Then Wednesday happened. The day started with news that Cespedes finally went on the DL with a strained hip flexor. While I used to think that a “hip flexor” was a figure skating trick – you know, as in “did you see Adam Whats-his-name perform that triple hip flexor in Pyeongchang this year?”, the internet has taught me that it’s actually the name of the group of muscles that help lift the knee toward the body. I thought Cespedes was supposed to be taking yoga and drinking plenty of fluids in order to avoid these things. Then again, who am I to judge? I strained a muscle in my lower back while looking up the term “hip flexor” online. The Mets then proceeded to lose whatever equity they had gained the previous night with a 12-1 drubbing by the Jays. Full disclosure: I have never used the word “drubbing” before, in any form, but it seems appropriate in this situation. This game also featured a fine 9th-inning catch by Juan Lagares, in which he slammed his foot into the outfield fence and hurt his toe (just wait, it’s coming).
Thursday, much like Monday, was another day off, which meant more discussion of whether or not the Mets should get rid of all their good players in the hopes of building up a successful team in a few years. Even though the Mets were just a couple days removed from a 12-2 victory, the roller coaster had now reached another low.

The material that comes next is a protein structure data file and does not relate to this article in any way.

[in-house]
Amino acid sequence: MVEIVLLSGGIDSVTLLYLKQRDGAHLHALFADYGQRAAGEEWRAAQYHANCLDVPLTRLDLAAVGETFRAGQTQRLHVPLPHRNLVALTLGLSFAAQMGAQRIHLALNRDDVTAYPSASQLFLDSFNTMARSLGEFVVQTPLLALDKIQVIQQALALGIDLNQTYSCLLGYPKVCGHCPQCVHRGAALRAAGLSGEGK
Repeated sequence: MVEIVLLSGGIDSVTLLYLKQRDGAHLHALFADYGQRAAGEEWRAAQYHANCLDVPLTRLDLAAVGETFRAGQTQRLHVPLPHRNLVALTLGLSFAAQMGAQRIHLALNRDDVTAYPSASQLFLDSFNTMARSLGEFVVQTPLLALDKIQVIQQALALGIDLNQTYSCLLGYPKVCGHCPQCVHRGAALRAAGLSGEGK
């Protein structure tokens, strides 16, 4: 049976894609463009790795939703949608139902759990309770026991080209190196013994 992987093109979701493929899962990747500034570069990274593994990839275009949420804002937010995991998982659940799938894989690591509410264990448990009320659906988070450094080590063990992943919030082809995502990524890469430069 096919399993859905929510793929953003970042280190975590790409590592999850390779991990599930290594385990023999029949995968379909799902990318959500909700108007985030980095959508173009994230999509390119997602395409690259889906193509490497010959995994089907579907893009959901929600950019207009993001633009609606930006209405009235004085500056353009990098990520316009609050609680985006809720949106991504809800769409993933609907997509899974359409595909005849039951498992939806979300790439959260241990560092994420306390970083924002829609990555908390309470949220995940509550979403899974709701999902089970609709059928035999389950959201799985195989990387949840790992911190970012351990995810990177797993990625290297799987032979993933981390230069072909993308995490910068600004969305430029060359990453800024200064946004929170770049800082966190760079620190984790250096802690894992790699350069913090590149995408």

That low got even lower on Friday, when, with the NL West first place Arizona Diamondbacks coming to town, the Mets announced that Lagares would be out for the season. In case you hadn’t been paying much attention, and who could blame you, Lagares was off to an impressive start. He showed up in spring training claiming to have a new approach to hitting. In March, that claim seemed to be sound more like most other phantom promises from the Grapefruit League, but through the first 7 weeks or so, Lagares was playing quite well. Then he hurt his toe, and now he can spend the rest of the baseball season playing “Fortnite” on his video game system, or he can spend a fortnight playing a baseball season on his video game system. Either way, it doesn’t appear like he’ll be contributing much to the Mets for the remainder of 2018. But the ride didn’t stop. Back up the ramp it went. Remember that deGrom guy I mentioned earlier? Yeah, he went and threw his best, and most efficient, game of the season so far, on Friday night. He struck out 13 Diamondbacks, and the Mets won a close, clean, exciting game, 3-1.